28 September 2007 by Published in: General musings 1 comment

I belong to a professional networking group that has been an excellent source of both new friends and good business referrals. Unlike many tip groups, our group follows a formal meeting agenda, has officers, and committee chairs, and the like. We meet for an hour and fifteen minutes each week. Each week, a member of the group has half an hour to present about his or her business, or some aspect of that business, so that other members can get a better understanding of what services are provided and how to refer business.

My turn to present was at Tuesday’s meeting. So, I gave a half hour talk on real property law in Ohio, and, in particular, how to convey title to real estate. As we have a realtor, a title agent, and a mortgage broker in our group, I figured it would be an excellent way to tie things up for a number of us. So, I spoke off the cuff for half an hour.

Then, that night, I gave my Stuart’s Ride talk to the Western Ohio Civil War Roundtable in Celina, OH. It’s only a two hour drive, and I had committed to the talk, so off we went. The problem is that until a cold front finally blew through yesterday, it’s been in the 90’s here, and it’s been hot. The air conditioning in the old building where the Roundtable meets, a branch campus of Wright State University, was not up to the task, and it was beastly hot in that room. Within five minutes of beginning to talk, I was drenched in sweat. The talk, counting Q&A, lasted about 75 minutes.

Then, the next day, I had to be in court in the morning for a client, and then I had to give yet another talk at lunch time. I am a member of the Columbus Bar Association. Several years ago, we formed our own Civil War Roundtable just for members of the CBA. Our programming year began on Wednesday, and, as a favor to the fellow who does the programming, I agreed to be the kick-off speaker, in part because I do tend to draw folks. So, I gave a talk on the pursuit of Lee’s army by Meade after Gettysburg that went about 75 minutes with the question and answer session at the end.

That made 180 minutes worth of addressing audiences by me in a span of about 30 hours. By the time I finished up with the lunch talk on Wednesday, my voice was about shot, as I had a big room with no amplification. Enough, already!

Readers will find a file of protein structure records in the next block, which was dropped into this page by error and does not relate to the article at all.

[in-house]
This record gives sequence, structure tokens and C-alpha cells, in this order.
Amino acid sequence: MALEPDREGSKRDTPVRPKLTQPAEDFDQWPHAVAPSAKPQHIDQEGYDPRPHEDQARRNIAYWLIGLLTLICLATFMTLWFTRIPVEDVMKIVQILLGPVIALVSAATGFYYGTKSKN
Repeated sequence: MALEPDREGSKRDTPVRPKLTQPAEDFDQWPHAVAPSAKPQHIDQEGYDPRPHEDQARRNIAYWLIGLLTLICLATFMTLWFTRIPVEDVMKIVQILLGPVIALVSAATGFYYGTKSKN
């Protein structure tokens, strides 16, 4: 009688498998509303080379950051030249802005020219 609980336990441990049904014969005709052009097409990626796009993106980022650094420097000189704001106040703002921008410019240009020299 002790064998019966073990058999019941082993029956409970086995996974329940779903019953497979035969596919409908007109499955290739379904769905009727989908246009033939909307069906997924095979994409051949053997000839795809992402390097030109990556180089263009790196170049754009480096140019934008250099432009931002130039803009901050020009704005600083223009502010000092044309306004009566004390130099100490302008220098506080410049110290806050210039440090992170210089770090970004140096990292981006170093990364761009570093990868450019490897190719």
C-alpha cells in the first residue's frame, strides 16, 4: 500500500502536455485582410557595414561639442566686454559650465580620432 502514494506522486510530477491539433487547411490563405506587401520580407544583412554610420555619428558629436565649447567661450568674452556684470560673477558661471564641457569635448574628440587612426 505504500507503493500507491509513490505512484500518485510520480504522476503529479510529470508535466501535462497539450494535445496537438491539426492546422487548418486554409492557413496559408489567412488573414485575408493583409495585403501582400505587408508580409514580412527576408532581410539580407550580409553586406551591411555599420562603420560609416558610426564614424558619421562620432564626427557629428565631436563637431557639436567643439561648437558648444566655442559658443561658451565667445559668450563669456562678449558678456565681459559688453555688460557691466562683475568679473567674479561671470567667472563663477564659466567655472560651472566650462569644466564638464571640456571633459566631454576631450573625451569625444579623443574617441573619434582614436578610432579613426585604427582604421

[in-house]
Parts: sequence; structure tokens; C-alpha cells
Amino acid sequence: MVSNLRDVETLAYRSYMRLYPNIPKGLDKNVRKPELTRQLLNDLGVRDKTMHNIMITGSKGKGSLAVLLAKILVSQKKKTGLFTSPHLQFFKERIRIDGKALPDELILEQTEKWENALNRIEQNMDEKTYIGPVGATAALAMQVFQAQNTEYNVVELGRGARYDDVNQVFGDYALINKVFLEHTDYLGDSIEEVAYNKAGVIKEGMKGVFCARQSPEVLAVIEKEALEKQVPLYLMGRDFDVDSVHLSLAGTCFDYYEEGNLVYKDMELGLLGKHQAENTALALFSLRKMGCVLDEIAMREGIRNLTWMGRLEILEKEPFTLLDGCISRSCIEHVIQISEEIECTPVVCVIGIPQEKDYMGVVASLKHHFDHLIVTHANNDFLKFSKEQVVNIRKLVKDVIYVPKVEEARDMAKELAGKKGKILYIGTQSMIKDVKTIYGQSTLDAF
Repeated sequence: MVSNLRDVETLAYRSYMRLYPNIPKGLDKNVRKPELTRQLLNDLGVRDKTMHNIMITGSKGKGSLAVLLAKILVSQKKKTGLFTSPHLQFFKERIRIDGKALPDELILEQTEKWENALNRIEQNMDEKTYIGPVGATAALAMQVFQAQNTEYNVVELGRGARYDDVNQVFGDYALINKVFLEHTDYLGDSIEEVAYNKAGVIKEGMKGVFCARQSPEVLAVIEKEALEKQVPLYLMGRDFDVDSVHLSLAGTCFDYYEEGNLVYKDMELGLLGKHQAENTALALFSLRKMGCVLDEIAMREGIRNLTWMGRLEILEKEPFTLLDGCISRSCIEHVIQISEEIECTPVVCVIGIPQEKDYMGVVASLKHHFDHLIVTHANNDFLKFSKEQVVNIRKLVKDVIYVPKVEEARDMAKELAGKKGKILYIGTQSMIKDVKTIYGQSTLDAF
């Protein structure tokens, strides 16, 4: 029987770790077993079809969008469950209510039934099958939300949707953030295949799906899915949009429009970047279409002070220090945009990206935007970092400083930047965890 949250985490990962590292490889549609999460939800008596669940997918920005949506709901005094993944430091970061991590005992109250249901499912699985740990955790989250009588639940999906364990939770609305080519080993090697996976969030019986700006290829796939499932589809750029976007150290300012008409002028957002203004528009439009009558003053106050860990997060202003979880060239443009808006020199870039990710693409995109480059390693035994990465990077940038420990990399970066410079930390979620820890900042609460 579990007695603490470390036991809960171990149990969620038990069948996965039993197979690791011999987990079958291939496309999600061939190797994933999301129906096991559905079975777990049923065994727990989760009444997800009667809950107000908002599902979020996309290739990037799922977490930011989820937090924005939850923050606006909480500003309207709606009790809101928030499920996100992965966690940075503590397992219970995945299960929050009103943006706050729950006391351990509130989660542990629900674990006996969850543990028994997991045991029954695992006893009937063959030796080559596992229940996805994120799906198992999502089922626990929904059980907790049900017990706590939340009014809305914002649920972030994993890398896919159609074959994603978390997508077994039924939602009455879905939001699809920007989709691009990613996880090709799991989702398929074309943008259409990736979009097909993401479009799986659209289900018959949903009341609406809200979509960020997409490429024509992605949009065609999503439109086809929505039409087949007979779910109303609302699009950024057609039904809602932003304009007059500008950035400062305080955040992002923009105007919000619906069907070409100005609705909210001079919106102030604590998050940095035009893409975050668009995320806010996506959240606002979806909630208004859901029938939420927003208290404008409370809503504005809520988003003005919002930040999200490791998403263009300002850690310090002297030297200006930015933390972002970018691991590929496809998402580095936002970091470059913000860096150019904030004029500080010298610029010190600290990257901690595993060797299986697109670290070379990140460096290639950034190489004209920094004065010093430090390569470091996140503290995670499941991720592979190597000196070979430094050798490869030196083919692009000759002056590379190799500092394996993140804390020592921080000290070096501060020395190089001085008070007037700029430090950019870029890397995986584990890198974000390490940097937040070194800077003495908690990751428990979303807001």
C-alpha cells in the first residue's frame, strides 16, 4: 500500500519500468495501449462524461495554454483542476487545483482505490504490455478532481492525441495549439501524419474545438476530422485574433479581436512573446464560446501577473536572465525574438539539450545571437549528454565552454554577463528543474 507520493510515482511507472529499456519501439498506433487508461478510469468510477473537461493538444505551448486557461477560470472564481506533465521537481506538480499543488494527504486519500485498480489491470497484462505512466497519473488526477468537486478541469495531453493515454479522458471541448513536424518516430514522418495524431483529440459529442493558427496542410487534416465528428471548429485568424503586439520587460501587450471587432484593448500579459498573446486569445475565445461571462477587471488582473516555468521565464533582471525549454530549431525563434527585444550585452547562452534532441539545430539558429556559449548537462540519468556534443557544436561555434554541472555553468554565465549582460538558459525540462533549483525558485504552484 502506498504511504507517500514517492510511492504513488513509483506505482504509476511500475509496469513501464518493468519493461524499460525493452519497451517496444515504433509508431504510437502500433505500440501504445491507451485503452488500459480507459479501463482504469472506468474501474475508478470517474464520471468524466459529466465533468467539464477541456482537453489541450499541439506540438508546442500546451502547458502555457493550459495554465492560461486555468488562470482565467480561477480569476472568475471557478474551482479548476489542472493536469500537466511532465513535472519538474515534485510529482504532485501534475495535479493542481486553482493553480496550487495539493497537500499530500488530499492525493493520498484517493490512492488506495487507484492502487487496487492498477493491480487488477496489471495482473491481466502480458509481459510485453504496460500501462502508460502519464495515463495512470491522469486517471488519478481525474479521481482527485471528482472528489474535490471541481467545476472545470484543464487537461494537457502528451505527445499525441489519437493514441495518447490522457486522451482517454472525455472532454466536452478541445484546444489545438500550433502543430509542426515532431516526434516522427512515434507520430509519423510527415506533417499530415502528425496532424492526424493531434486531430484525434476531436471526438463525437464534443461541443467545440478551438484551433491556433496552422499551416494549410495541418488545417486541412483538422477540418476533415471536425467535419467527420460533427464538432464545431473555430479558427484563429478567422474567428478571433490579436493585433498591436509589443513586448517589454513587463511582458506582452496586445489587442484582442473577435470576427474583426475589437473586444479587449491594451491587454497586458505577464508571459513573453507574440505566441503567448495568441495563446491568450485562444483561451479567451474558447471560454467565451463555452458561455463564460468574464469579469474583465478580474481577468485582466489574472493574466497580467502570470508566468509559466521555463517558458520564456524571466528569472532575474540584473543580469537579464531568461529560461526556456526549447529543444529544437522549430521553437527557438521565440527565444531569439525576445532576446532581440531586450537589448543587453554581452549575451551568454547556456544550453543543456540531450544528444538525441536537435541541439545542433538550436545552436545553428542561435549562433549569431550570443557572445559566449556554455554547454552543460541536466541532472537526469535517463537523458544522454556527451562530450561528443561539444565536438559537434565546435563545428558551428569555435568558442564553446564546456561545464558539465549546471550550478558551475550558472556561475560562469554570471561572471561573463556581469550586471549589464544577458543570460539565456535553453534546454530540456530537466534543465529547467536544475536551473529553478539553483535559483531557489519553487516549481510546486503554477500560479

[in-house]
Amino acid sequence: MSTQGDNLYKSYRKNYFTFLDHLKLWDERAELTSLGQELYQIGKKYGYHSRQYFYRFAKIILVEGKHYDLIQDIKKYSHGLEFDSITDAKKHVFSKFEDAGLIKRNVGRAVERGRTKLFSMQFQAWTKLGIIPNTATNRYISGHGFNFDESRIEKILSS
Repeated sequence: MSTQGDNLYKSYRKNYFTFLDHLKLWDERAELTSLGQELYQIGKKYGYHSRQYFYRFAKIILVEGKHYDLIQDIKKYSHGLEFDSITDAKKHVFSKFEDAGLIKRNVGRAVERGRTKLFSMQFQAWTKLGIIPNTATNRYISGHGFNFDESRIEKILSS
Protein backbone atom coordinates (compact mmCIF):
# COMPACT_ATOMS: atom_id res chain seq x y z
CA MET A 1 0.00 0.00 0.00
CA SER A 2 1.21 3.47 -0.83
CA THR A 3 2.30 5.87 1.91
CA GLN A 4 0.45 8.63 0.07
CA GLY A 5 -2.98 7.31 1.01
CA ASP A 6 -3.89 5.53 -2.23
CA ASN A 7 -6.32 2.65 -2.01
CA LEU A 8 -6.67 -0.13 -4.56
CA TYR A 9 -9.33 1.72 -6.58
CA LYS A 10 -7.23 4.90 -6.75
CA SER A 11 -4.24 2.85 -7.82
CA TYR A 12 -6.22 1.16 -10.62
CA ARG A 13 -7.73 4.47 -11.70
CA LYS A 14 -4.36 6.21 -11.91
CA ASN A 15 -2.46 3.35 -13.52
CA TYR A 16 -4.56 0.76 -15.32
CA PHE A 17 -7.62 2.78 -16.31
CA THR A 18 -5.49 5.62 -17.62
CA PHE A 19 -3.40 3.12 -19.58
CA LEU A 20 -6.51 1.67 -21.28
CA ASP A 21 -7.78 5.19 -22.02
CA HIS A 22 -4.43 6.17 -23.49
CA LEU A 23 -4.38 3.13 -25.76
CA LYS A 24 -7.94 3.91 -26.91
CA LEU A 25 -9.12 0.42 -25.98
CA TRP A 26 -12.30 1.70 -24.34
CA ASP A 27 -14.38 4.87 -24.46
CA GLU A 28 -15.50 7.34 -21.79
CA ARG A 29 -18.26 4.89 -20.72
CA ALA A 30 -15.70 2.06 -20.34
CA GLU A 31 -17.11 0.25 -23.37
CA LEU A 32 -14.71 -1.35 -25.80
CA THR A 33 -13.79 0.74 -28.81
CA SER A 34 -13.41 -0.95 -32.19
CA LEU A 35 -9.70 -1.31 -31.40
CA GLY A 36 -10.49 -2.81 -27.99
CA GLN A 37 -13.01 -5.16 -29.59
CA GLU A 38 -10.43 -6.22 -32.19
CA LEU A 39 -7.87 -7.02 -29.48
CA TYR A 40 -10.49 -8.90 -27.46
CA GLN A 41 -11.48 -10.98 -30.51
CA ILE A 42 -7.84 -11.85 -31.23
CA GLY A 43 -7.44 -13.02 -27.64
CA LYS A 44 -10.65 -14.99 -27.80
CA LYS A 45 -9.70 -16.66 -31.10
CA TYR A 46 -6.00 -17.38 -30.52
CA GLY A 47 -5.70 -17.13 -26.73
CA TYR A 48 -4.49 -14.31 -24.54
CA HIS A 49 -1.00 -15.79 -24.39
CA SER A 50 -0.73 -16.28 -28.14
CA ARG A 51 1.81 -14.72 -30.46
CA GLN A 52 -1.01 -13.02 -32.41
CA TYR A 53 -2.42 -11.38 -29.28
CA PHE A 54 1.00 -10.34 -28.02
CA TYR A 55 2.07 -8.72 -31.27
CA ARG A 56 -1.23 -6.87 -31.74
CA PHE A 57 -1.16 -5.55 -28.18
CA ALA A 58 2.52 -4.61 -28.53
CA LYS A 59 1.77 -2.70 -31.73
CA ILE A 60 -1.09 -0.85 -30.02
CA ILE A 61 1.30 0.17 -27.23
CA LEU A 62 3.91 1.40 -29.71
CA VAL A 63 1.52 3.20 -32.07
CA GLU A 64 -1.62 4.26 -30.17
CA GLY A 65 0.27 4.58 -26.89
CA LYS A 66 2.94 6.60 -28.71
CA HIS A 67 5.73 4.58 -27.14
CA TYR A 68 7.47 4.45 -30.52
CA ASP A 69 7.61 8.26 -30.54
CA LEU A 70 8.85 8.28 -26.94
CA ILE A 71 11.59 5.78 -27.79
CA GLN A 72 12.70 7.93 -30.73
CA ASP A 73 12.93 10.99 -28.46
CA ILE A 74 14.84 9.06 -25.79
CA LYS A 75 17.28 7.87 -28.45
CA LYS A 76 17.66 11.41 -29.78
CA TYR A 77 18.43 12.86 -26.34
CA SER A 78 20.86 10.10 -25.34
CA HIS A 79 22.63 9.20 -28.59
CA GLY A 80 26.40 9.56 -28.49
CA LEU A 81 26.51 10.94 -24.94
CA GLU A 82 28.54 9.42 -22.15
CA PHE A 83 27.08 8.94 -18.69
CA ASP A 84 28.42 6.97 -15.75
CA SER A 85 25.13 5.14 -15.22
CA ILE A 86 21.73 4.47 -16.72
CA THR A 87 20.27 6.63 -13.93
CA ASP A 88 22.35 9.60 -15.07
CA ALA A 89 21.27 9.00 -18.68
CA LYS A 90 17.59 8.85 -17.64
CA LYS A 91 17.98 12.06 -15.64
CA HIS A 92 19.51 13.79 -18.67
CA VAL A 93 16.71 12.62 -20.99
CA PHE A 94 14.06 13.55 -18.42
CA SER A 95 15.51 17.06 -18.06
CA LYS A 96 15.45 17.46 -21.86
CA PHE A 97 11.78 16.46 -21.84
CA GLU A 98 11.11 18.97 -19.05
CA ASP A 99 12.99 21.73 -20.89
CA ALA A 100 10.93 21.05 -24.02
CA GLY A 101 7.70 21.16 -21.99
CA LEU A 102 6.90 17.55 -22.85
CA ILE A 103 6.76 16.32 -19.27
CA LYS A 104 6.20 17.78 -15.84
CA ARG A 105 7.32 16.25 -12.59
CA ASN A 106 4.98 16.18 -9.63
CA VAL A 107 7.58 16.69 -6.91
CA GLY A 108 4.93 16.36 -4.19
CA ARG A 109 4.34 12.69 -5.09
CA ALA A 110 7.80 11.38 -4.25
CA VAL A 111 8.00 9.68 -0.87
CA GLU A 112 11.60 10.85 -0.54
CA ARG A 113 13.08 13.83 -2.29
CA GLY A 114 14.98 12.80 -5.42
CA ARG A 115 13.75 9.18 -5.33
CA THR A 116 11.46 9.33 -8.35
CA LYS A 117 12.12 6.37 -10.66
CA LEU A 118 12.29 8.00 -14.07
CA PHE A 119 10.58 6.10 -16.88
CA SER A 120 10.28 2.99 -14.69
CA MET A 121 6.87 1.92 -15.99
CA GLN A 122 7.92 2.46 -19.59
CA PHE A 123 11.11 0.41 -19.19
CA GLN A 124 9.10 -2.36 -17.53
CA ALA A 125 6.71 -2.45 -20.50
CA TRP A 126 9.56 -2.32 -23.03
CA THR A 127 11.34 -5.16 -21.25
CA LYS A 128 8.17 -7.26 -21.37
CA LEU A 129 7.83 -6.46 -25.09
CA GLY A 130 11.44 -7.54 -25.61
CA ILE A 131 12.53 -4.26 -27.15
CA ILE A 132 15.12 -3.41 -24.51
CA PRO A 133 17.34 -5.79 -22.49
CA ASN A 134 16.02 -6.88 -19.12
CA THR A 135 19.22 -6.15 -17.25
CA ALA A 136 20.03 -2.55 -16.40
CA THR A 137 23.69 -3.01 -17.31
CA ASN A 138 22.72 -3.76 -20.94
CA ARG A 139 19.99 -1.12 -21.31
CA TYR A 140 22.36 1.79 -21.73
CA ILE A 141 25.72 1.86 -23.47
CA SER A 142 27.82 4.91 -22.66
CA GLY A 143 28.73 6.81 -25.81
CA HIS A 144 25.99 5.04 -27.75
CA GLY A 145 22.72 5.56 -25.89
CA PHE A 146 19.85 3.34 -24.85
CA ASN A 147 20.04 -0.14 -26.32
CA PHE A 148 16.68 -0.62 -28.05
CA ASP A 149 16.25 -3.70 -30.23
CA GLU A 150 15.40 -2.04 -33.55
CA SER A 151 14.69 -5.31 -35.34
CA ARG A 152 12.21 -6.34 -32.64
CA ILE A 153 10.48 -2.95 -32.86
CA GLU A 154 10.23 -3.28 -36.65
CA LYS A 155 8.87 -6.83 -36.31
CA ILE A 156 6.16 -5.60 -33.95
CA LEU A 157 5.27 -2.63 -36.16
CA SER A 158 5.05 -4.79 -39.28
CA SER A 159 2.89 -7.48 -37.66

Thank heavens I get a break for a few weeks…..

Scridb filter


  1. n_michler
    Sat 29th Sep 2007 at 5:41 pm

    I know Celina, Ohio, quite well having grown up in St. Marys at the other end of Grand Lake. We were the Roughriders (early cavalry interest?), they the Bulldogs, our chief rivals in football, basketball, and girls. Grand Lake, which we always referred to as the “Grand Mudhole,” was built in the early 1840s as a reservoir for the Miami and Erie Canal by damming up one end of a swamp. When the water level was low, racing speed boats often impaled themselves on one of the hundreds of semi-petrified tree stumps that were left in place when the lake was filled. Maybe they still do. St. Marys started out as Girtystown, trading post of the notorious British loyalist/renegade Simon Girty. Anthony Wayne built one of his forts there during the campaign that climaxed at Fallen Timbers in 1794. The site of the fort (still a source of contention) was behind the house where I grew up on the bank of the St. Marys River. I know because I saw it one day. Early spring, after lots of rain, I walked back to the old Lutheran Cemetery and there it was. Where the ground had been trenched and disturbed the grass was three inches taller and five shades darker green. I could follow the line of the stockade walls, found the gate area with what was probably a blockhouse, could see foundations for structures inside. I think about half the fort had been strip-mined from a borrow pit adjacent to the cemetery. A team of archeologists searched for the fort about eight years ago. They were close, found period artifacts, but didn’t find the fort. I’ve always meant to clue them in, but either never got around to it or, perhaps, selfishly wanted to keep that special morning to myself. Anyway, Eric, thanks for dredging up the memory for me.

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